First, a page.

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Wednesday, June 4, 2008 01:40 am

Pity the fuel

Corn-based ethanol continues to take a beating

Untitled Document Not even $4-per-gallon-gas has been able to resuscitate the nation’s corn-ethanol industry, which slumped in 2007 as the price of corn, the country’s main feedstock, rose to record levels. “These ethanol plants are making money, but they’re not making a lot, not as much as they were one or two years ago,” says Rodney Weinzierl, executive director of the Bloomington-based Illinois Corn Growers Association.
Although consumer demand and processing capacity at biorefineries have held steady, the price of corn, which recently topped $6 per bushel — rising from just under $4 in January — has depressed once-hefty profits from ethanol production. Weinzierl says the ethanol market would be doing better if ethanol prices could keep up with gas prices, which have climbed 33 percent in the past four months, from about $3 per gallon on average in February to $3.93 today. Compare that, he says, to ethanol, which has seen growth of 6 percent since February, from $2.35 per gallon in February to the current price of around $2.50 per gallon. Weinzierl also says ethanol has been unable to penetrate certain regions of the U.S. that have been closed off to ethanol markets because of limited infrastructure and refining capacity in these areas. Other industry observers cite growing hostility toward biofuels, ethanol in particular — which many believe have driven up food costs and created food shortages in some parts of the world — as the real cause for ethanol’s slump. At home, critics have long argued that ethanol was too heavily subsidized by U.S. taxpayers. The most recent Farm Bill, which Congress passed in May over President George W. Bush’s veto, may signal that even Washington lawmakers have soured on ethanol. The bill provides nearly $800 million to encourage the development of cellulosic ethanol and for other areas of biofuels research, such as expanding production of biofuels from animal manure, livestock and food-processing waste, as well as agricultural and forestry crops waste materials. As far as corn-based ethanol goes, the Farm Bill contained only a small appropriation to help existing refineries reduce their use of fossil fuels.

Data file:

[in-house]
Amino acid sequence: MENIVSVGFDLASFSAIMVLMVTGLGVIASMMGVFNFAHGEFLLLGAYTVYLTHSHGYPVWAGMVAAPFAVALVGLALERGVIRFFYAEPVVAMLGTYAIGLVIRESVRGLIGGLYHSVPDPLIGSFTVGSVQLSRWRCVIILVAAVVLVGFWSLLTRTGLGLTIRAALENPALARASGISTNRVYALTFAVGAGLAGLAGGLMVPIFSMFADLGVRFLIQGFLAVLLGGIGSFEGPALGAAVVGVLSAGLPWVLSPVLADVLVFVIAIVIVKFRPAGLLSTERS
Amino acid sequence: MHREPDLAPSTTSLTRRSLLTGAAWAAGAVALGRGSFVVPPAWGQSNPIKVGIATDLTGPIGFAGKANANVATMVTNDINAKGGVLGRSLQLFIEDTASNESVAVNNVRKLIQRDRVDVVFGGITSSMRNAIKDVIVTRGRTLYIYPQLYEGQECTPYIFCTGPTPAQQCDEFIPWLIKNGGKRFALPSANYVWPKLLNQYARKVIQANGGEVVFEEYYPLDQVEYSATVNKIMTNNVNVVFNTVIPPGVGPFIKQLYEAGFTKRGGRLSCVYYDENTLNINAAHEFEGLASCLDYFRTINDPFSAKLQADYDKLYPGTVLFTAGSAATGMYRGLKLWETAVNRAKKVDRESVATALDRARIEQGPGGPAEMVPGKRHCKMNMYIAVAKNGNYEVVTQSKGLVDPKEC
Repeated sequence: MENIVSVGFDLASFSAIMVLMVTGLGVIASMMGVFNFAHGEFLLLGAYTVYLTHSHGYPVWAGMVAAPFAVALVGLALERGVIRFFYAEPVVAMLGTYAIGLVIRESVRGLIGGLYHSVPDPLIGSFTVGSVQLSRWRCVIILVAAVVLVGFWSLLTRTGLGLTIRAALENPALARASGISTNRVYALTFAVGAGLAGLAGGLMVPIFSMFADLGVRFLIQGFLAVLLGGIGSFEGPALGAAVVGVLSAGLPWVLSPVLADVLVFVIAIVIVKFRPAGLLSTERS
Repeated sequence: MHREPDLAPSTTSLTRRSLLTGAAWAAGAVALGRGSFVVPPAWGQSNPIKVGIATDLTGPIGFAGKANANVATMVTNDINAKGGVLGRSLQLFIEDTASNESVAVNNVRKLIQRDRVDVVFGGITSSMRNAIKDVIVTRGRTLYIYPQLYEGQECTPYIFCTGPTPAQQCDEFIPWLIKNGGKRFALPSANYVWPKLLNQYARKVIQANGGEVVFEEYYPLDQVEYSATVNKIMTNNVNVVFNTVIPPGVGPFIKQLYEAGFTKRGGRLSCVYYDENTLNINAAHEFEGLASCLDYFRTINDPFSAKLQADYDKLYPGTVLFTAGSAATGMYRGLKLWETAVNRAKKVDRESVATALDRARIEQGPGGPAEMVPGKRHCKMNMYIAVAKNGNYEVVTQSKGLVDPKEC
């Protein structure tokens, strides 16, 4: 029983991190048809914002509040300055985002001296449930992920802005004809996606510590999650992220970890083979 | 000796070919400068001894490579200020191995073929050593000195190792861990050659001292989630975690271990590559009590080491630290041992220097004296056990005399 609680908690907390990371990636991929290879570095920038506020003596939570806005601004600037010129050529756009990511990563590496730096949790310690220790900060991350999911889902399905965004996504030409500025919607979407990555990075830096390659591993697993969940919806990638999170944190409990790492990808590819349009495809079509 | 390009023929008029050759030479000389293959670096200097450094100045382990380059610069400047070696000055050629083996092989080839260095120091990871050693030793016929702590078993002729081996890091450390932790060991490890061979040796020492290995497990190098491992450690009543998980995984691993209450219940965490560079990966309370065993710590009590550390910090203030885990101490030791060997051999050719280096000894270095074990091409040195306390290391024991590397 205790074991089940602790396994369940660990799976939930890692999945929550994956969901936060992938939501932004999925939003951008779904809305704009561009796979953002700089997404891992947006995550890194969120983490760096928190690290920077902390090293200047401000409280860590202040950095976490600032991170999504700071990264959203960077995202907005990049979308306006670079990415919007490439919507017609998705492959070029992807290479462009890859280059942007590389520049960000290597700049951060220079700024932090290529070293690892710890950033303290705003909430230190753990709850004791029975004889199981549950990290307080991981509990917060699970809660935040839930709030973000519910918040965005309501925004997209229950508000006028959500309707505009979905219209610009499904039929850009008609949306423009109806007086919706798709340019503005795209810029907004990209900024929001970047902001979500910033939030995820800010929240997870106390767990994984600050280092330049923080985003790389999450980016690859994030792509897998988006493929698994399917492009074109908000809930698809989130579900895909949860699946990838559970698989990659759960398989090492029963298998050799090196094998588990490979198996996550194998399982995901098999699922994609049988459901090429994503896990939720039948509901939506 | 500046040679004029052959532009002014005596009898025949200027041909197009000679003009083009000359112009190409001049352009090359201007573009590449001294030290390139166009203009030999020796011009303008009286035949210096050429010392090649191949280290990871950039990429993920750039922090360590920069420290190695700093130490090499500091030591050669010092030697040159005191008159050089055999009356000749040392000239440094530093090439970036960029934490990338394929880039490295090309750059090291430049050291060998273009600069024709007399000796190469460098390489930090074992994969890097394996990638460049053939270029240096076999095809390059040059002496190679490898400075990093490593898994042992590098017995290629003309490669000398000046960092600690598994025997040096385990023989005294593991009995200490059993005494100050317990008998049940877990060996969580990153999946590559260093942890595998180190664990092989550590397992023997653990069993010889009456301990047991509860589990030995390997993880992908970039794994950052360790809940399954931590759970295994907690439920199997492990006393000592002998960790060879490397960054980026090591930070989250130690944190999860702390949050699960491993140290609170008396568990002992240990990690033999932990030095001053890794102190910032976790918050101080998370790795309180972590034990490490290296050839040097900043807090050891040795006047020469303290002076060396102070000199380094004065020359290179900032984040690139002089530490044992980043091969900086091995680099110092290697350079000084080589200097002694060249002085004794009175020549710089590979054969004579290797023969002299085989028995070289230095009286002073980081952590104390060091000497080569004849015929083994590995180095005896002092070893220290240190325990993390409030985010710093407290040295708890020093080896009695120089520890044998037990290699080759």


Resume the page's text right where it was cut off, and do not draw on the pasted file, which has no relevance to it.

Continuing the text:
This isn’t exactly good news for the some 50 companies that have applied to the Illinois Environmental Protection Agency to build ethanol facilities here and hoped to cash in on sizable profits enjoyed during the initial ethanol gold rush of 2006. In addition, banks are reluctant to finance new endeavors, and some ethanol producers may begin to consolidate some operations this year, says Walker Filbert, president of Heartland Ethanol LLC.
He adds that although well-managed plants will likely maintain profitability, it’s unlikely that many new ones will come online this year. This includes Heartland’s proposed $300 million biorefinery in Waverly, which is being held up in a court challenge by local residents. “Nothing is going to happen with the Waverly plant before 2009,” he says.  

Contact R.L. Nave at rnave@illinoistimes.com.
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